Few results from this set-up have reached the UK. The film "Mean Girls," produced by "SNL" creator Lorne Michaels, and written by the show's former head writer, Tina Fey, was released in 2004. Two years later, "30 Rock" appeared, a sitcom written by and starring Fey as the host of a show like the show she left, named after the building in which her old show is based - that it was also well done was purely down to talent, including Alec Baldwin again. It took until 2019 for another “SNL” cast member to have a high-profile series, when the BBC showed “Shrill,” starring Aidy Bryant.

The rest has stayed mostly in the US: "MacGruber," a 2010 parody of "MacGyver" starring Will Forte, who later starred in the sitcom "The Last Man on Earth"; “Portlandia,” a sketch show starring Fred Armisen; the expansion of producer Michaels into weekdays with "The Tonight Show Starring Jimmy Fallon" and "Late Night with Seth Myers," and numerous other things that are due to come out, or were previously abandoned, like “Mulaney,” “Up All Night” and “Sons & Daughters,” a sitcom unrelated to the Australian soap opera.

Looking at the earlier list of alumni, Eddie Murphy only returned to the show as a guest in 2019, upon the release of his “comeback” film “Dolemite is My Name,” having hated the show by the time he left in 1984; Adam Sandler and Sarah Silverman were fired; and Julia Louis-Dreyfus and Robert Downey Jr. were not given enough to do, only becoming stars after they left. Furthermore, they all had contracts that allowed them to choose what they did next, for good or worse.

Many of the sketches from "Saturday Night Live" are worth watching on YouTube, particularly anything involving Matt Foley, Stefon, Debbie Downer, or Christopher Walken. However, the live nature of “SNL,” and the inevitable corpsing from some actors – particularly Jimmy Fallon, when he was there – may leave you hankering for something more carefully crafted.

Sunday, February 16, 2020


Now I am producing the occasional “Dancing with the Gatekeepers” video in addition to these articles, I am considering how to add further elements to them – the writing is fine, the presentation will only become more confident with further practice, but the series, such as it is, currently has no music, and no opening titles. I have keyboards, and some tunes in mind, but creating opening titles appeared to be something well outside my abilities.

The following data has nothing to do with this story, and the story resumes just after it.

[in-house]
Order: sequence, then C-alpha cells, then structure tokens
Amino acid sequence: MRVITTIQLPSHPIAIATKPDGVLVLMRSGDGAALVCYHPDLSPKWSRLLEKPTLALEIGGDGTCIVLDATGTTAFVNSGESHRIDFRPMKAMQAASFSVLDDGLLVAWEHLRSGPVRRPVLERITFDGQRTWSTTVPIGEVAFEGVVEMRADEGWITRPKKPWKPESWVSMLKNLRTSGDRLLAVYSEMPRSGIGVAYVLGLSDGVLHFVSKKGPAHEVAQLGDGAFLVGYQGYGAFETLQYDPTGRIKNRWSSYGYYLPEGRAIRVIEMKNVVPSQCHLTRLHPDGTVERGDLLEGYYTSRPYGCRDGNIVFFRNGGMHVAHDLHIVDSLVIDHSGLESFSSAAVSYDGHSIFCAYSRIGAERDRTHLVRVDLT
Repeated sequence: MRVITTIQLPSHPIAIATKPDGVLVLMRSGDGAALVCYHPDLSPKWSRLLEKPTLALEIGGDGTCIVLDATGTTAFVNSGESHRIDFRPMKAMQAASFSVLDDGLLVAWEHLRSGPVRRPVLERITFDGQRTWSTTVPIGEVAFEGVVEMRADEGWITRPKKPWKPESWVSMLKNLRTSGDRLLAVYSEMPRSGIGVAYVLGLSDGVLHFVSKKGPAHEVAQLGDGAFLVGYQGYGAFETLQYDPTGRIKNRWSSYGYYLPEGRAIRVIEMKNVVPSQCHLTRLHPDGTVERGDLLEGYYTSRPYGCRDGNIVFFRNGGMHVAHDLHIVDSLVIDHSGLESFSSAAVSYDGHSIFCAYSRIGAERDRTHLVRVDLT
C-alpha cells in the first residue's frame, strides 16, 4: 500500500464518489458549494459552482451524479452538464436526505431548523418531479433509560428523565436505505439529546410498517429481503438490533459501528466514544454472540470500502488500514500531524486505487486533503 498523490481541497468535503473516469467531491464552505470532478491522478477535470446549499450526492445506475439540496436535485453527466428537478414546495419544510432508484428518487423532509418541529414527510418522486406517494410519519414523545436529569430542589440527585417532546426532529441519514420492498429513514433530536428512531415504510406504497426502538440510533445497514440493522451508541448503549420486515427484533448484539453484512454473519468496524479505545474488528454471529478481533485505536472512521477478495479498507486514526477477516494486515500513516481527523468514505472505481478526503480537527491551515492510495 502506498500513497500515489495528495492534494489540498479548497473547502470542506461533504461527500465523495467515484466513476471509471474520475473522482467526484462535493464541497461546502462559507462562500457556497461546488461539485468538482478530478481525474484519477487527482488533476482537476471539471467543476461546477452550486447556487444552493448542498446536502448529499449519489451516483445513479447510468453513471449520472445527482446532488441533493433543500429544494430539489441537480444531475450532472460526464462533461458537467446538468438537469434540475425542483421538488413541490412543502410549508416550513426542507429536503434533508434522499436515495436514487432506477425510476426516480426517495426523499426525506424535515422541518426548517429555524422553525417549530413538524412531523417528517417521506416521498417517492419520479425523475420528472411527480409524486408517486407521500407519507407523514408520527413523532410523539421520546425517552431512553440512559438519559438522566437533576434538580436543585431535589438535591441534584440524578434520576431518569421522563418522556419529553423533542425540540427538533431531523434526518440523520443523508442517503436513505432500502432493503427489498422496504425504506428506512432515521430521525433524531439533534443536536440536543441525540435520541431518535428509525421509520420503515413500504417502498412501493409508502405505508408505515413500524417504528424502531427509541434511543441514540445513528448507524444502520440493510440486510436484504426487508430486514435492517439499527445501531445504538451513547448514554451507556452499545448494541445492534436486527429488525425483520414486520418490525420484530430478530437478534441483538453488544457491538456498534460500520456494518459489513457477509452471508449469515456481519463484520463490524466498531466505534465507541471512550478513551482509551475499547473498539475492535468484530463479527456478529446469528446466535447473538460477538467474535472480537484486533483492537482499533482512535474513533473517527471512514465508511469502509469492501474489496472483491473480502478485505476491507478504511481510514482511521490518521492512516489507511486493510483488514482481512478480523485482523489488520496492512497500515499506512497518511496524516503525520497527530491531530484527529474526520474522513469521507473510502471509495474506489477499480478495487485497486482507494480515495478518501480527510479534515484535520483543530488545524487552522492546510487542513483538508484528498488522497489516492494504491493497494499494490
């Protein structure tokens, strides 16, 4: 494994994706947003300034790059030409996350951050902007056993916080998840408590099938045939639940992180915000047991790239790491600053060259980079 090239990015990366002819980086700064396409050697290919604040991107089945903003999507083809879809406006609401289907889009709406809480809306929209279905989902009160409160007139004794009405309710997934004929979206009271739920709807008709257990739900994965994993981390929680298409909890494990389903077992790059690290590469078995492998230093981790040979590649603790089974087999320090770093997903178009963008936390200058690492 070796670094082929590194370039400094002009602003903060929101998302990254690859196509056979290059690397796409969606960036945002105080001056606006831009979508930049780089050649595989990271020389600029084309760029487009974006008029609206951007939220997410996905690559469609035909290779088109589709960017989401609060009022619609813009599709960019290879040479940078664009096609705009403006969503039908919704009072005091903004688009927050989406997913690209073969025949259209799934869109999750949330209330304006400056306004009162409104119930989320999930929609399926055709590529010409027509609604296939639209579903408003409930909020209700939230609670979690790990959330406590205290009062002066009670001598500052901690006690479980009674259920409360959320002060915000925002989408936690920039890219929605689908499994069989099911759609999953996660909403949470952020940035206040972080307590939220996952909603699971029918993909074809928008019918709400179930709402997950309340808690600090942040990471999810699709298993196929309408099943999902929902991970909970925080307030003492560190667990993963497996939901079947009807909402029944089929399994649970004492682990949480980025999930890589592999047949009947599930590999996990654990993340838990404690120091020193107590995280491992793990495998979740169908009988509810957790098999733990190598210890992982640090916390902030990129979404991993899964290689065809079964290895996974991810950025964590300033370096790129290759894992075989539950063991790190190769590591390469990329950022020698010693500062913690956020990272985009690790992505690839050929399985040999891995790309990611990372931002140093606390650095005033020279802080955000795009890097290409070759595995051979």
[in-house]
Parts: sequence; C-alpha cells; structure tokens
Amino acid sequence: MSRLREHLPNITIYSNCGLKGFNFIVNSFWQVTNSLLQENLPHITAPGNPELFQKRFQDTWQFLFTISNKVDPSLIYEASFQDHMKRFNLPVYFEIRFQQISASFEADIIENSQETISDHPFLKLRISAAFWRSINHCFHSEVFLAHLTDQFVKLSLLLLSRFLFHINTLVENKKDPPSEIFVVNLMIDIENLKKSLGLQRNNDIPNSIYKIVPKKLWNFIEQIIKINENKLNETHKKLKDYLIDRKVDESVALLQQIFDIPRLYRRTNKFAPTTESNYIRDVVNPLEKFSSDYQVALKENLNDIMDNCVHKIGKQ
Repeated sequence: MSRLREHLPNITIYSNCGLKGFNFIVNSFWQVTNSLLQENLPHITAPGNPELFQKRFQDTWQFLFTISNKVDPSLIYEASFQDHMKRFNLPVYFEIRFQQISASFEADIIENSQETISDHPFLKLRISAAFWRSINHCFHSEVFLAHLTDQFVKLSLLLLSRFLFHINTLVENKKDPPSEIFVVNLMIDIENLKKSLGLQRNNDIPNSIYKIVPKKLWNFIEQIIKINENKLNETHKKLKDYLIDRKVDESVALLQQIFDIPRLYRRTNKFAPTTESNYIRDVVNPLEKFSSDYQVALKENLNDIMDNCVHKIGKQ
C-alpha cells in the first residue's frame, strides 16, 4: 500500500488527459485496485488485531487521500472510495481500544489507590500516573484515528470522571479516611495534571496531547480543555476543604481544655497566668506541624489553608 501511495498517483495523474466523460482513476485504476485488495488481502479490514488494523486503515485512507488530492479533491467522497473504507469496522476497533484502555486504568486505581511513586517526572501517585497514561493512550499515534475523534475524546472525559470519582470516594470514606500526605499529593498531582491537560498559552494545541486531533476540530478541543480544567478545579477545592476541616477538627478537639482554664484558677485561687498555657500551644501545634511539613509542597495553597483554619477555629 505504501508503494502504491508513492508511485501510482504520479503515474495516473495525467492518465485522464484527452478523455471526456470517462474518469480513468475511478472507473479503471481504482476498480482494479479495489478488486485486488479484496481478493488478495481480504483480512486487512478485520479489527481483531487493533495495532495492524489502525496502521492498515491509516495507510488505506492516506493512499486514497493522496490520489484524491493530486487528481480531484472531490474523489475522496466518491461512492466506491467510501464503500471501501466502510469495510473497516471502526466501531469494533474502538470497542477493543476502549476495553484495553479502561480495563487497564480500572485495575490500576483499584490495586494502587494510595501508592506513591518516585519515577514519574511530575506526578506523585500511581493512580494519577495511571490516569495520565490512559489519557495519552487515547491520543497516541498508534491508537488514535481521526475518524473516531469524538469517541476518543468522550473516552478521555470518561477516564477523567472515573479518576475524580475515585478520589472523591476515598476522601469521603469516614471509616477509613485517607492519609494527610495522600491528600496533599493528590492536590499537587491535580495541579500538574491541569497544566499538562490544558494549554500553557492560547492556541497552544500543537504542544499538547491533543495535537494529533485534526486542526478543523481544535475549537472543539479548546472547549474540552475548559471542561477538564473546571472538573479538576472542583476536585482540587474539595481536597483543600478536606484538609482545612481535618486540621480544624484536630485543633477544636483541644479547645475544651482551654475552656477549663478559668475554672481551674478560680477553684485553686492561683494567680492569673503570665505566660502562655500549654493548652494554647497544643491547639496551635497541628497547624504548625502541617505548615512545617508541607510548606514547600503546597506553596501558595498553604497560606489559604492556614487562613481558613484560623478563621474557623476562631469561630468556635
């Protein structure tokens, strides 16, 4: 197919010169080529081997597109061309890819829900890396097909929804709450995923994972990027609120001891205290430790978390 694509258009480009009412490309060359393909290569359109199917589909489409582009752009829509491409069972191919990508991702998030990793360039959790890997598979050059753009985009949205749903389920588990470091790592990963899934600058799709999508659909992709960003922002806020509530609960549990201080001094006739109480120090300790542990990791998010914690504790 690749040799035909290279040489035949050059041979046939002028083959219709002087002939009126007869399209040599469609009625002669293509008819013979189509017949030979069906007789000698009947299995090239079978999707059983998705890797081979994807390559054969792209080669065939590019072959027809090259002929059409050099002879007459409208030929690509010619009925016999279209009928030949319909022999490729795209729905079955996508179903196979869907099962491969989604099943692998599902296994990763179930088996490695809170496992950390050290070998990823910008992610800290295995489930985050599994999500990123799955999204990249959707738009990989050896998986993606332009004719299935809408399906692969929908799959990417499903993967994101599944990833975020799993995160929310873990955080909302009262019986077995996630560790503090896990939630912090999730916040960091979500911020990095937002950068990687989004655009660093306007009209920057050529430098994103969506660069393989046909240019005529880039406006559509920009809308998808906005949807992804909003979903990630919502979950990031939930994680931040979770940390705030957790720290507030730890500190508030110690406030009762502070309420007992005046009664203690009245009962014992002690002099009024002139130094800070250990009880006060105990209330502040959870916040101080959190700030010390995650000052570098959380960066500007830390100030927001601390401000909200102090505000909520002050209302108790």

However, I remembered that, if I played more towards a nostalgia angle, creating effective titles suddenly becomes much easier. Before computers revolutionised visuals on UK television in the early 1980s, there would be departments at TV companies dedicated to moving construction paper and Letraset around our screens. If you wanted animation, it will be hand-drawn – television and film advertising in Britain was shaped and influenced by names like Richard Williams, Halas & Batchelor, Wyatt Cataneo, Bob Godfrey, Aardman, and so on. Very strong, very nostalgic, but still very difficult for me to replicate.

A possible answer has turned out to be something for which I cannot have any nostalgia, because we never saw it in the UK, mostly because the technology was far too expensive at the time. A major part of 1980s imagery, as reproduced in the present day, is landscapes made of pink grids and purple mountains, often looking a bit hazy – it evokes early computer animation, but American TV audiences were seeing views like this since the 1970s, and it was down to “Scanimate,”a name originally describing the computer system created by the Denver, Colorado-based Computer Image Corporation, but is now used to group together the images created using similar processes.